Monday, November 2, 2015

WAR SHORT STORY READALONG: “The Crime of the Brigadier” by Sir Arthur Conan Doyle

                “The Crime of the Brigadier” is a short story by Sir Arthur Conan Doyle from a series about a fictional French officer named Brigadier Gerard.  At the time of the story he is serving in Spain during the Peninsular War.  This particular story first appeared in Cosmopolitan magazine in December, 1899.  An alternative title was “How the Brigadier Slew the Fox”.  Doyle modeled his protagonist after the light cavalry hero Baron de Marbot.  Marbot first made a name for himself on the peninsula and went on to further distinction in the Russian campaign.  He was a brigadier general by the time of Waterloo and was wounded in the battle.  Doyle’s version of him inspired the Harry Flashman character in the George McDonald Fraser novels.  He is not the coward that Flashman is, but he does exhibit the vainglory.  He may be a supreme egotist, but he is an excellent and brave warrior and quite the ladies’ man.  He doesn’t mind telling you.  Doyle uses him to satirize not only the French, but also the British.  In this particular tale, he is poking fun at the upper class British officers.

                Doyle hooks the reader immediately by identifying Gerard as the only officer the British army had “deep, steady, and unchangeable hatred”.  This is because he committed a crime “which was unspeakable, unheard of, abominable;  only to be alluded to with curses late in the evening”.  I’ll bite, what did he do?  The year is 1810 and the French have pushed Wellington back to Portugal.  With Lisbon in sight, the French are rudely confronted with Wellington’s defensive line of Torres Vedras.  The French commanding general Messena has a bright idea for a reconnaissance and who better to conduct it than the dashing Gerard?  Gerard cannot dispute Messena opinion that he is the greatest horseman in the army.  He gives him the best horse in the army so he can ride around the British lines and scout out the weak spots.

                Gerard tells the story in flashback from retirement as a cabbage farmer.  Things start off satisfactorily until the greatest horse is felled by a sentry’s bullet.  Gerard hides in a stable, but manages to get an upgrade horse-wise when he steals the best horse in the British army.   The scout continues until the new horse hears the call of a fox hunt and cannot be deterred.  What happens next earns Gerard the undying enmity of the entire British officer corps.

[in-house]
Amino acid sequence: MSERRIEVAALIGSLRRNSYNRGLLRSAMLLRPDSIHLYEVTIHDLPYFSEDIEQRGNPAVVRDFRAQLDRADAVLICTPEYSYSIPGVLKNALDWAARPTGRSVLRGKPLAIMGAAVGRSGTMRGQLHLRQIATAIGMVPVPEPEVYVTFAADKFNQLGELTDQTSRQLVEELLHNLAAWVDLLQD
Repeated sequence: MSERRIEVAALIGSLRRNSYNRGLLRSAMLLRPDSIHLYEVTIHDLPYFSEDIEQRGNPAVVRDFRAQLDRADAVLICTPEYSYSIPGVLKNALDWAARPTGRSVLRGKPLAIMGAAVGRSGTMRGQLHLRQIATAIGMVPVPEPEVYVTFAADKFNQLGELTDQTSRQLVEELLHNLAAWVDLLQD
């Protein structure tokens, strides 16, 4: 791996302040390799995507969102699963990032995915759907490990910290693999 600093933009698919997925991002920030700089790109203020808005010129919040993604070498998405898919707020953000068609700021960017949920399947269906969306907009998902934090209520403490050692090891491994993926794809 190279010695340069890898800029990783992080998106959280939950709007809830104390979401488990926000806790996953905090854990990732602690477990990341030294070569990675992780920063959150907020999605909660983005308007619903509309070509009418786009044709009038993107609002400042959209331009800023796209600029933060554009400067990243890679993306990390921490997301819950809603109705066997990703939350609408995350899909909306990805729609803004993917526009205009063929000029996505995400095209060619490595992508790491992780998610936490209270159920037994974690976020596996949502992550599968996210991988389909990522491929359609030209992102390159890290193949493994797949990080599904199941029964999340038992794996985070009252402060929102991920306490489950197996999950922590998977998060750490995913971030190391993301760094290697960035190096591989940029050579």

“The Crime of the Brigadier” is the best story so far.  I had no idea Doyle had written this series.  Being a big fan of the Sherlock Holmes stories, it is no surprise that he could successfully delve into a different subgenre.  The story is very well written and thoroughly entertaining.  It is satire at its wittiest.  Doyle would have us believe that British officers even in a siege, cannot do without their fox hunts.  The fox hounds have been brought over from England by special ship.  Gerard lucks into a thrice weekly hunt.  He may be pompous, but his foes are upper class twits.  I prefer Gerard to Flashman.  He may have a giant ego, but there is some reason for it.  He is quite the braggart warrior, but not a buffoon.

                The best thing about the story is you can’t wait to find out what terrible act Gerard has committed.  When it becomes apparent (and it is unpredictable), it is a cracking good punch line.  I definitely will read more of the series.

GRADE  =  A    


  1. Thanks for the story. In his Sherlock Holmes stories especially, Doyle used the "photographic description" for his characters.

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